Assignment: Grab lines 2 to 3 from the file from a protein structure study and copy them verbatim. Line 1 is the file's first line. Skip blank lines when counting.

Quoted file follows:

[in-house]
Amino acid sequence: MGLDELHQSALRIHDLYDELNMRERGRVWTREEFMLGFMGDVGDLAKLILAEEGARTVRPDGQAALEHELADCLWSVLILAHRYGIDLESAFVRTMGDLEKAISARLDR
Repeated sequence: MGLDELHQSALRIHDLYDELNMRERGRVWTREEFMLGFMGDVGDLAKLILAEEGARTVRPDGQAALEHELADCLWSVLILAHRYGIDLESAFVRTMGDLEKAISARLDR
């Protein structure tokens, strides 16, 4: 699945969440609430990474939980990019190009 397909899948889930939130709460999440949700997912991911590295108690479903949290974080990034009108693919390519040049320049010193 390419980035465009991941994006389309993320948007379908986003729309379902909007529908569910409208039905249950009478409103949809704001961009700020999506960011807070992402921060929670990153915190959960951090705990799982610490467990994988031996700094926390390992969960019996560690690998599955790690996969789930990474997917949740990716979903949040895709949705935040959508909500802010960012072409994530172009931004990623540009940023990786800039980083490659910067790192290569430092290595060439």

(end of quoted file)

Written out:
Amino acid sequence: MGLDELHQSALRIHDLYDELNMRERGRVWTREEFMLGFMGDVGDLAKLILAEEGARTVRPDGQAALEHELADCLWSVLILAHRYGIDLESAFVRTMGDLEKAISARLDR
Repeated sequence: MGLDELHQSALRIHDLYDELNMRERGRVWTREEFMLGFMGDVGDLAKLILAEEGARTVRPDGQAALEHELADCLWSVLILAHRYGIDLESAFVRTMGDLEKAISARLDR